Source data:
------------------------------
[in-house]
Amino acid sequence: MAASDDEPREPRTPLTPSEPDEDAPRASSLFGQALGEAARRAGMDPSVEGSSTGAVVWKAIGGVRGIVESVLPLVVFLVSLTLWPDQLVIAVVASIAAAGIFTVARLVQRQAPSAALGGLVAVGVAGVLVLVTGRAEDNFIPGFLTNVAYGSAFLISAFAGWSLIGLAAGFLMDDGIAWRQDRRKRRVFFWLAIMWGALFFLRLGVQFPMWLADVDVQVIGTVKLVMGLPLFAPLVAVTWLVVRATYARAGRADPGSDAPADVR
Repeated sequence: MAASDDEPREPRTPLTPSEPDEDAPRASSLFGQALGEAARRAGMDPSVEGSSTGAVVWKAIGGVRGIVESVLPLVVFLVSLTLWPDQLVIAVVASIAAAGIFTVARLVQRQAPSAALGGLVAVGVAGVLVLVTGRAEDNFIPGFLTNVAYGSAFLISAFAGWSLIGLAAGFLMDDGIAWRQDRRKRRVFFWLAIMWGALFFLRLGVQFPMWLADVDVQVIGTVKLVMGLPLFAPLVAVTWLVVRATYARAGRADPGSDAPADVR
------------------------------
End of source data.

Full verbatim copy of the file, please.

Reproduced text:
[in-house]
Amino acid sequence: MAASDDEPREPRTPLTPSEPDEDAPRASSLFGQALGEAARRAGMDPSVEGSSTGAVVWKAIGGVRGIVESVLPLVVFLVSLTLWPDQLVIAVVASIAAAGIFTVARLVQRQAPSAALGGLVAVGVAGVLVLVTGRAEDNFIPGFLTNVAYGSAFLISAFAGWSLIGLAAGFLMDDGIAWRQDRRKRRVFFWLAIMWGALFFLRLGVQFPMWLADVDVQVIGTVKLVMGLPLFAPLVAVTWLVVRATYARAGRADPGSDAPADVR
Repeated sequence: MAASDDEPREPRTPLTPSEPDEDAPRASSLFGQALGEAARRAGMDPSVEGSSTGAVVWKAIGGVRGIVESVLPLVVFLVSLTLWPDQLVIAVVASIAAAGIFTVARLVQRQAPSAALGGLVAVGVAGVLVLVTGRAEDNFIPGFLTNVAYGSAFLISAFAGWSLIGLAAGFLMDDGIAWRQDRRKRRVFFWLAIMWGALFFLRLGVQFPMWLADVDVQVIGTVKLVMGLPLFAPLVAVTWLVVRATYARAGRADPGSDAPADVR